What distinguishes great leaders from average ones?
A factor that psychologists call “emotional intelligence,” also known as EQ. When Daniel Goleman analyzed executives at nearly 200 companies, he found emotional intelligence was twice as important as both IQ and technical ability in driving performance.
At the most senior levels, it accounted for a whopping 90% of the difference between the best and the rest.
But what exactly is emotional intelligence?
According to Goleman, it’s made up of five components: self-awareness, self-regulation, motivation, empathy,and social skill. Let’s examine each in turn.
Self-awareness is understanding one’s own emotions and their effect on others. Self-aware leaders are confident and candid. They can realistically assess and talk about their strengths and weaknesses, often with a self-deprecating sense of humor.
Self-regulation is the ability to control or redirect disruptive impulses. Essentially, to think before acting. Effective self-regulators tend to be trustworthy, comfortable with ambiguity, able to suspend judgment, and open to change.
Motivation is a passion to work with energy and persistence for reasons beyond money or status. It means being driven, goal-oriented, optimistic, and committed to the organization.
Empathy is the ability to understand the emotional needs of others and to treat them accordingly. Empathetic leaders are good at developing and retaining talent, serving clients and customers, and managing cross-cultural sensitivities.
Social skill is proficiency in managing relationships, developing networks, building rapport and finding common ground.It makes leaders more persuasive and helps them create change.
How to improve our EQ?
According to research, we can all increase our level of emotional intelligence with training that activates the brain’s limbic system, which governs our feelings and impulses. This works best in three steps: incentive, extended practice, and feedback. And because all the EQ components are interconnected, you’ll find that improving in one area can help you do better in the others too.
Consider an executive whose colleagues say she is low on empathy because she doesn’t listen well: She checks her phone in meetings, sometimes interrupts people, and often glosses over or disregards differing points of view. When her boss points this out, the executive is surprised. In her view, she was just being efficient and direct. But the feedback incentives her to improve.
Privately, she replays certain incidents and thinks about how she could have acted differently. She also watches leaders who are good listeners and tries to mimic their behavior. With continued guidance from her boss, she gradually becomes more empathetic, boosting both the team’s morale and its productivity.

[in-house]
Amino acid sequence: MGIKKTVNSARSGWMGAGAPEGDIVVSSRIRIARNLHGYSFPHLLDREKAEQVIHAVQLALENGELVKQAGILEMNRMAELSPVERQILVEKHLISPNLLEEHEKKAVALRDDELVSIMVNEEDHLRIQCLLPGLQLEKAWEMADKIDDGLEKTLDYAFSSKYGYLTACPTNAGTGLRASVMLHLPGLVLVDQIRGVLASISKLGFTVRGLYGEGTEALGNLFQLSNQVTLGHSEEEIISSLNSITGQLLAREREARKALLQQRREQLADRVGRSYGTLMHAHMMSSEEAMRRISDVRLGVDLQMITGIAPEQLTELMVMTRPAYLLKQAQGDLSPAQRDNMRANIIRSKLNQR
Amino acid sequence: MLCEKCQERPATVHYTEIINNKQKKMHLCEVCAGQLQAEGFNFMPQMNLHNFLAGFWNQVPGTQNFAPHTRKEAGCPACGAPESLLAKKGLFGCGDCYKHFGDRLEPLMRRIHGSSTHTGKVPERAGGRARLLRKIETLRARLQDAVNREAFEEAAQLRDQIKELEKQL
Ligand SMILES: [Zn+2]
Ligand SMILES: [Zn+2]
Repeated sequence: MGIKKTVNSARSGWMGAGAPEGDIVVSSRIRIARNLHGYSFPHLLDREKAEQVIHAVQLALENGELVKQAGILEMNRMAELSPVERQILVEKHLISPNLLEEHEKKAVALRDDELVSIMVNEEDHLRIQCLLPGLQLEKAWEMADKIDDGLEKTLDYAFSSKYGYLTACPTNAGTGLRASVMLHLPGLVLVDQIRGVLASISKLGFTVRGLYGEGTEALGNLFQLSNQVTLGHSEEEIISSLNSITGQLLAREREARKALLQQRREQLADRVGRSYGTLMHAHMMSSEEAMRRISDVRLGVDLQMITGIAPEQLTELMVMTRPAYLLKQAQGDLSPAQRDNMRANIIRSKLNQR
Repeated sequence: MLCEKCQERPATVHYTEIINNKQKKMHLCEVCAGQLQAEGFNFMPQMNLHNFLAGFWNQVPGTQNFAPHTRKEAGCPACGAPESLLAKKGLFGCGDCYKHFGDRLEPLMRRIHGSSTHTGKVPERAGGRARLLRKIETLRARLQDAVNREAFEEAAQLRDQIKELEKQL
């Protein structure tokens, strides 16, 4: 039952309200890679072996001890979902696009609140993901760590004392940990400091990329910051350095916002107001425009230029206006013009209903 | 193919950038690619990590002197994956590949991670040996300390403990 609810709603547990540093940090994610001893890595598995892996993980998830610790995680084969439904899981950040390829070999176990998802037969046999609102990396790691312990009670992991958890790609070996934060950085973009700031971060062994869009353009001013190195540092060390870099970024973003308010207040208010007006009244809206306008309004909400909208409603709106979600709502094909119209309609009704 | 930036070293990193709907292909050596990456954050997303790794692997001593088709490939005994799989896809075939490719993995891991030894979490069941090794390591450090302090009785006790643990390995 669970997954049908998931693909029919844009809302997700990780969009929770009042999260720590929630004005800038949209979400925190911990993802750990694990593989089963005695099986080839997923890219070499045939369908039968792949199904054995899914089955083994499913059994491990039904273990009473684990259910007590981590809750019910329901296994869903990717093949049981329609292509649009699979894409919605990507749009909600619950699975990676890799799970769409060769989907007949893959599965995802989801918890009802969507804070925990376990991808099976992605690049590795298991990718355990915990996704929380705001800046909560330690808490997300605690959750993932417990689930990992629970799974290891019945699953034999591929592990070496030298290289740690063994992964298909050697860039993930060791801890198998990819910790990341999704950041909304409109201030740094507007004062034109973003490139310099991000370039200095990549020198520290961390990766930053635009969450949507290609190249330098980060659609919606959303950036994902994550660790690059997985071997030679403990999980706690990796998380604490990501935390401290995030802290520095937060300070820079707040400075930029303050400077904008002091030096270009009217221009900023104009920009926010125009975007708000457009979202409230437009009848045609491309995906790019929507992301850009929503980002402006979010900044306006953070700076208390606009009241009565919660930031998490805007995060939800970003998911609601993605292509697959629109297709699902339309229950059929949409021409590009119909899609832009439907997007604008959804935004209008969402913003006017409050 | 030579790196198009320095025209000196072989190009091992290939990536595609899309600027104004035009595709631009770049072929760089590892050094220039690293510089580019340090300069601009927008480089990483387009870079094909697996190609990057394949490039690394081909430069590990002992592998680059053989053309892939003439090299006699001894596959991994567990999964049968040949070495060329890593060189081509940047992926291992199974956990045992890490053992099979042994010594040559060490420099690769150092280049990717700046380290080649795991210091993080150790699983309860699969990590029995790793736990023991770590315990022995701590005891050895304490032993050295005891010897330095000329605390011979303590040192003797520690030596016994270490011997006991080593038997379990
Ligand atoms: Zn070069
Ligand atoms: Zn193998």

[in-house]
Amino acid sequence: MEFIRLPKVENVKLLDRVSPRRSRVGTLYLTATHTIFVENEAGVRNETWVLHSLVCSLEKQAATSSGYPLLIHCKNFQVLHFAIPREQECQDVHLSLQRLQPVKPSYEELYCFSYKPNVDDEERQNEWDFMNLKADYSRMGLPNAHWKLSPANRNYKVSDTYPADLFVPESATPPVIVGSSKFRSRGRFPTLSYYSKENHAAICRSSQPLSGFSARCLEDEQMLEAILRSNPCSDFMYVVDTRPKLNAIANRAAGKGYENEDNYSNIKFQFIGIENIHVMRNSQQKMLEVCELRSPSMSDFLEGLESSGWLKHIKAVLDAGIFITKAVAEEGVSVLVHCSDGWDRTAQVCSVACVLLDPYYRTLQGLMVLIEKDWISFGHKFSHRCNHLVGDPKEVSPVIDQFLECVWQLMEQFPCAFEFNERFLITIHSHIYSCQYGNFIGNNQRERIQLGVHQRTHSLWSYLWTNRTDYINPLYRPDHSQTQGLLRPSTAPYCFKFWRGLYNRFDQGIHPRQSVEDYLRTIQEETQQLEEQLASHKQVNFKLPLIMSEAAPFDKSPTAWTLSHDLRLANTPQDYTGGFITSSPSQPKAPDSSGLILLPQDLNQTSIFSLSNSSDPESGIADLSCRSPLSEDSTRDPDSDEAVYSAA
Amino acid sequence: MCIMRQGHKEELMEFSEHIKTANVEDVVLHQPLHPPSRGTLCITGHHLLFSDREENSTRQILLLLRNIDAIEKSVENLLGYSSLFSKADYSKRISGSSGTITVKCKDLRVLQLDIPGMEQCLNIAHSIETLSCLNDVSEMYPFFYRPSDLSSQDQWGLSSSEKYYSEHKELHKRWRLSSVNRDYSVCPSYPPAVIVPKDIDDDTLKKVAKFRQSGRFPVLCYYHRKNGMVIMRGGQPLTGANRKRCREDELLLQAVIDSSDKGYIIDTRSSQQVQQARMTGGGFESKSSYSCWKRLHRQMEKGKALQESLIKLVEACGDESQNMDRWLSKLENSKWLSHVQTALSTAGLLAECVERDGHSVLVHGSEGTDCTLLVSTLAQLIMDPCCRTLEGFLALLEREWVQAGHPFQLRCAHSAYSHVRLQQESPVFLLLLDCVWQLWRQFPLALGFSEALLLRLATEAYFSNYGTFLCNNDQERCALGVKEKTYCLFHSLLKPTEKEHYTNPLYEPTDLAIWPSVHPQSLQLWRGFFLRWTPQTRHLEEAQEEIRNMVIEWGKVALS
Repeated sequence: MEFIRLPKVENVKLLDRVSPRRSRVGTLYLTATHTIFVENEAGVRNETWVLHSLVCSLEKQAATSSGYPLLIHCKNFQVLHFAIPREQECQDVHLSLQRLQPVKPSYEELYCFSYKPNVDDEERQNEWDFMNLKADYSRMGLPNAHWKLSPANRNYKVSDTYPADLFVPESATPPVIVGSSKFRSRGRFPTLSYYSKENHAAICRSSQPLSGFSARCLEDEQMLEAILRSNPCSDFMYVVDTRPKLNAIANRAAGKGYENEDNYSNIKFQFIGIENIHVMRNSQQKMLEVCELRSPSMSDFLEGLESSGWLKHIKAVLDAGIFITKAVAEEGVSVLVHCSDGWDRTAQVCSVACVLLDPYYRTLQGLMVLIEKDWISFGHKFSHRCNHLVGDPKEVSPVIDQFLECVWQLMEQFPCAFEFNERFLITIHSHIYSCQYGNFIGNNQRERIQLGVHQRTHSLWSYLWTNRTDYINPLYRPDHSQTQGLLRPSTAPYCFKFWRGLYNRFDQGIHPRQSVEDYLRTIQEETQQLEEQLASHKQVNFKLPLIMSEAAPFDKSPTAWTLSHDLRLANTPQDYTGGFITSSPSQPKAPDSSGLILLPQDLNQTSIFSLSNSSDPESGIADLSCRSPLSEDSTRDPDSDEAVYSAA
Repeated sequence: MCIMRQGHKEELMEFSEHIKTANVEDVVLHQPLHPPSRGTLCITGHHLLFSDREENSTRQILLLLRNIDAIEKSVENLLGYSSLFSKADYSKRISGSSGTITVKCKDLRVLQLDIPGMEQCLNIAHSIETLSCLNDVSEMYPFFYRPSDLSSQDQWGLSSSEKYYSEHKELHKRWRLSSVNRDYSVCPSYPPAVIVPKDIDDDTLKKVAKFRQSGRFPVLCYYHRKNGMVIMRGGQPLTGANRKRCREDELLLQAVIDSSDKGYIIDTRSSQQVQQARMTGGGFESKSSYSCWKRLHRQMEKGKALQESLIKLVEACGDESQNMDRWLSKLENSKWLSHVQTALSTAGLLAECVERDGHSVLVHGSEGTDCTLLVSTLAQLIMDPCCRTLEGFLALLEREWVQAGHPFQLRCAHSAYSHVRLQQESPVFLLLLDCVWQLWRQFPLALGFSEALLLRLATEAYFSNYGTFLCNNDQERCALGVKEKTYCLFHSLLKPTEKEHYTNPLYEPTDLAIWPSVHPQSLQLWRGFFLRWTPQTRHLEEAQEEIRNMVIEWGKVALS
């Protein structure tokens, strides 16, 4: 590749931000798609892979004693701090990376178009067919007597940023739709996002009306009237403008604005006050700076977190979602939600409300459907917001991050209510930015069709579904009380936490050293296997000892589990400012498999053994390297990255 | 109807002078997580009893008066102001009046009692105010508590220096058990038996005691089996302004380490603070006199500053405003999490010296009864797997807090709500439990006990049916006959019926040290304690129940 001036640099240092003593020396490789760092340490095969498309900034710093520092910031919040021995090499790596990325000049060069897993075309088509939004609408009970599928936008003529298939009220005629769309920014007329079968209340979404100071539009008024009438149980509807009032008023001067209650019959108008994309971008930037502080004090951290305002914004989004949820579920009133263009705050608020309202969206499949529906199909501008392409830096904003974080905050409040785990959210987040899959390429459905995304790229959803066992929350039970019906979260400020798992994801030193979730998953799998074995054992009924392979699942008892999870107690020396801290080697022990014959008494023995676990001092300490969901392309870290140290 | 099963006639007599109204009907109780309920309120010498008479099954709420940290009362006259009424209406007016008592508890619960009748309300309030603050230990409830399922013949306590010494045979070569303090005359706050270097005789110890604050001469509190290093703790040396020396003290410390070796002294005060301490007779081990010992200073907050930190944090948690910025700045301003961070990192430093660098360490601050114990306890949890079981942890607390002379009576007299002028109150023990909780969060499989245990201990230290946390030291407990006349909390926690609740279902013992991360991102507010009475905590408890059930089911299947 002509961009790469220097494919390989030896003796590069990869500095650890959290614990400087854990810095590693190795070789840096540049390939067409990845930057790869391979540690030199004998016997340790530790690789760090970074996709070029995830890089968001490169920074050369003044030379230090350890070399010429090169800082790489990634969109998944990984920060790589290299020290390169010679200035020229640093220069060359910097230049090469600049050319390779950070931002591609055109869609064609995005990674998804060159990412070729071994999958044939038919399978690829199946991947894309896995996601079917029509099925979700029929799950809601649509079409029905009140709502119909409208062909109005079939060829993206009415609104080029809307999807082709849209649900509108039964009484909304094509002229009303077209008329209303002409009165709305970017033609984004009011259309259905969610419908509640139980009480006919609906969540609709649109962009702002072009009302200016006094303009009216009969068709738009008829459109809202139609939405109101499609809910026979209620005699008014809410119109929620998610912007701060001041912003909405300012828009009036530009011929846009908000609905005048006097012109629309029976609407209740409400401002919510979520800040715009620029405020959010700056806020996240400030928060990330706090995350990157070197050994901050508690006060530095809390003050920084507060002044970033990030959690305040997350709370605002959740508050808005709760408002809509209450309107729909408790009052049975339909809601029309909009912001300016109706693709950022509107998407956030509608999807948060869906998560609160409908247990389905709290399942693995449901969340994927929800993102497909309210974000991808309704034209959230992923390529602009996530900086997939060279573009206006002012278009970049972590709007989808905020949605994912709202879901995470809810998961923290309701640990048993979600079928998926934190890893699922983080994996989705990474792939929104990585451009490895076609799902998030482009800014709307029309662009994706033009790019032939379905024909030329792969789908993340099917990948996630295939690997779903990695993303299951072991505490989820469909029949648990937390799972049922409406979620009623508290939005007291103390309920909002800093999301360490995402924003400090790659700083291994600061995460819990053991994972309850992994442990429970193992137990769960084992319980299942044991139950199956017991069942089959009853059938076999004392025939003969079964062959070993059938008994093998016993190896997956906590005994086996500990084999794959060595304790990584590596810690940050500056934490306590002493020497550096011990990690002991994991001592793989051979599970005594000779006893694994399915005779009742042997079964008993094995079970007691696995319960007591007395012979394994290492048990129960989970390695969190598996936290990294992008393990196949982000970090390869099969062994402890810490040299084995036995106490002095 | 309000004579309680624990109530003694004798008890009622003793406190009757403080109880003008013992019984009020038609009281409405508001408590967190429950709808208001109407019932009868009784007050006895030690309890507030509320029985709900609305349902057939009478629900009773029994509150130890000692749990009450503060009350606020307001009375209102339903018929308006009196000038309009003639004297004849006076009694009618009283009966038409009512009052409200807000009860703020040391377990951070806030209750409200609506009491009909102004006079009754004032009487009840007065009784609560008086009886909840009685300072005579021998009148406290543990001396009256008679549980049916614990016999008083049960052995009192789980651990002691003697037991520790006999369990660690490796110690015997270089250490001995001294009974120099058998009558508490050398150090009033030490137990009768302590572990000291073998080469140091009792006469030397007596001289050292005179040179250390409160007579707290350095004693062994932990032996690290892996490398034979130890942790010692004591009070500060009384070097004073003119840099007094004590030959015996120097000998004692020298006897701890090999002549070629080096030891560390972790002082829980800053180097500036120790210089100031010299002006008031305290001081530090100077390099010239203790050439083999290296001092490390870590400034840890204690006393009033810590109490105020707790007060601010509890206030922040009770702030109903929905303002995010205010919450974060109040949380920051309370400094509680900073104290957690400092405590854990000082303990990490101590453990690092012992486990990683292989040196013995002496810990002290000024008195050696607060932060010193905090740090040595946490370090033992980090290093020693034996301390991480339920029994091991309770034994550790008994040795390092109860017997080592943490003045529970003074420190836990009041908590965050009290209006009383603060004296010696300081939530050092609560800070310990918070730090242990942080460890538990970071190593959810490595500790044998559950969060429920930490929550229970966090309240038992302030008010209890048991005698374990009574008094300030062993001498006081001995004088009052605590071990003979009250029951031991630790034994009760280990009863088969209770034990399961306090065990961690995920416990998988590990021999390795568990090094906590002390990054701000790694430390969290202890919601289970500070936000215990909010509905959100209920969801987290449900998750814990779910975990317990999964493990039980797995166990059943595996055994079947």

There’s no question that leaders still need raw intelligence and good technical ability. But that’s a baseline. Great leaders must also have or develop the five components of high emotional intelligence:self-awareness, self-regulation, motivation, empathy, and social skill.
- Emotional intelligence (or EQ) matters more to great leadership than IQ or technical expertise does and comprises five components:
- Self-awareness (understanding one’s own emotions and their impact on others),
- Self-regulation (controlling or redirecting disruptive impulses),
- Motivation (feeling a passion to work with energy and persistence, not for money or status),
- Empathy (understanding others’ emotional needs and treating them accordingly), and
- Social skill (managing relationships, developing networks, building rapport, and finding common ground).
- High-EQ leaders are confident, candid, trustworthy, and open to change. They suspend judgment; are optimistic and committed to their organization; and excel at managing talent and customers, persuading others, and driving change.
- Leaders can build their EQ if they have the right incentive, opportunities to practice, and specific feedback on which components they need to strengthen.
How this applicable to you?
- Rate yourself on the five EQ components: (1) self-awareness (understanding your own emotions and their impact on others), (2) self-regulation (controlling or redirecting disruptive impulses), (3) motivation (feeling a passion to work with energy and persistence, not for money or status), (4) empathy (understanding others’ emotional needs and treating them accordingly), and (5) social skill (managing relationships, developing networks, building rapport, and finding common ground).
- If you’re not sure how you rate on the five components, ask trusted colleagues or friends to give you feedback on your abilities in each. Or, assess the degree to which you demonstrate specific qualities of a high-EQ leader. These include being confident, candid, trustworthy, and open to change; suspending judgment; being optimistic and committed to your organization; and excelling at managing talent and customers, persuading others, and driving change.
- If you need to strengthen one or more of the five EQ components, identify leaders who excel at those components. Observe them to see how they manifest their abilities in those areas. Then practice those same behaviors in your own professional life.
Categories: Reading Notes